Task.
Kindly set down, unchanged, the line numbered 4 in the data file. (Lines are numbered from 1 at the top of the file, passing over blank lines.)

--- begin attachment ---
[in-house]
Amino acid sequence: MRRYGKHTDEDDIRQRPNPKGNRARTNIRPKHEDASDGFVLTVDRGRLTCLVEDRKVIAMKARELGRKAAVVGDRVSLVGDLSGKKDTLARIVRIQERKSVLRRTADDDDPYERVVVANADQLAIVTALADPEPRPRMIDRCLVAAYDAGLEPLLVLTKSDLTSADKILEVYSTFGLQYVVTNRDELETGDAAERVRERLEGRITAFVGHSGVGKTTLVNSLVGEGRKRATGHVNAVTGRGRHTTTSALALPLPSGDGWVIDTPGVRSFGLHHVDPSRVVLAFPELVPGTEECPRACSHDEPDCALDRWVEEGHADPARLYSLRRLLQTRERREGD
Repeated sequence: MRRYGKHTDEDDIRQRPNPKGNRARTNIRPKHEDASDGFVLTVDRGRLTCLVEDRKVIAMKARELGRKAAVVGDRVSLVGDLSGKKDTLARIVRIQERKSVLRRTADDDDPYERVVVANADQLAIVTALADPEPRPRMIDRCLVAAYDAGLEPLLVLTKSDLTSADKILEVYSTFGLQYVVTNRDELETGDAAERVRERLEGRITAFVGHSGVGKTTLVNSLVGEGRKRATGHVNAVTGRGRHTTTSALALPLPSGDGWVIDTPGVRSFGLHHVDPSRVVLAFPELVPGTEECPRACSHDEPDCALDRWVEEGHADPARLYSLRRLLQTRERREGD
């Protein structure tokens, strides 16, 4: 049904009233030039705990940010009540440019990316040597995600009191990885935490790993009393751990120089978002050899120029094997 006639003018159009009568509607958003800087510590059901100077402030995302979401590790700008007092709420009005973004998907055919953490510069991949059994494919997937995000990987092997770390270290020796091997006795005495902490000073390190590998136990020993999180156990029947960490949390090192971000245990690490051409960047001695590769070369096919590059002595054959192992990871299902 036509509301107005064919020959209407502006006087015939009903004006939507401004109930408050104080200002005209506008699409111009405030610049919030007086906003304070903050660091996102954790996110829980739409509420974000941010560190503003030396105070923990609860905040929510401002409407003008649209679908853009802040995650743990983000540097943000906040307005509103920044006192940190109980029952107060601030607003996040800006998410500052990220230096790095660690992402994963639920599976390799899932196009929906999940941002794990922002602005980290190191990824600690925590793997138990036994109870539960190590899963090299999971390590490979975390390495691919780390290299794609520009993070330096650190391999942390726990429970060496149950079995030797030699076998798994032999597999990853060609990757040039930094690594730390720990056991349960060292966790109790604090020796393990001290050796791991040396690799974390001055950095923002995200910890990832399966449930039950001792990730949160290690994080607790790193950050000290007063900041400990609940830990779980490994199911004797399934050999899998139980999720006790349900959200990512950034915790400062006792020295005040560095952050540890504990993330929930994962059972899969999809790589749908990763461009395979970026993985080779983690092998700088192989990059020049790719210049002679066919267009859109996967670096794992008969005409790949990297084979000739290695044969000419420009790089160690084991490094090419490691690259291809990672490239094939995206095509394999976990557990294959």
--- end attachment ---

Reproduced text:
């Protein structure tokens, strides 16, 4: 049904009233030039705990940010009540440019990316040597995600009191990885935490790993009393751990120089978002050899120029094997 006639003018159009009568509607958003800087510590059901100077402030995302979401590790700008007092709420009005973004998907055919953490510069991949059994494919997937995000990987092997770390270290020796091997006795005495902490000073390190590998136990020993999180156990029947960490949390090192971000245990690490051409960047001695590769070369096919590059002595054959192992990871299902 036509509301107005064919020959209407502006006087015939009903004006939507401004109930408050104080200002005209506008699409111009405030610049919030007086906003304070903050660091996102954790996110829980739409509420974000941010560190503003030396105070923990609860905040929510401002409407003008649209679908853009802040995650743990983000540097943000906040307005509103920044006192940190109980029952107060601030607003996040800006998410500052990220230096790095660690992402994963639920599976390799899932196009929906999940941002794990922002602005980290190191990824600690925590793997138990036994109870539960190590899963090299999971390590490979975390390495691919780390290299794609520009993070330096650190391999942390726990429970060496149950079995030797030699076998798994032999597999990853060609990757040039930094690594730390720990056991349960060292966790109790604090020796393990001290050796791991040396690799974390001055950095923002995200910890990832399966449930039950001792990730949160290690994080607790790193950050000290007063900041400990609940830990779980490994199911004797399934050999899998139980999720006790349900959200990512950034915790400062006792020295005040560095952050540890504990993330929930994962059972899969999809790589749908990763461009395979970026993985080779983690092998700088192989990059020049790719210049002679066919267009859109996967670096794992008969005409790949990297084979000739290695044969000419420009790089160690084991490094090419490691690259291809990672490239094939995206095509394999976990557990294959």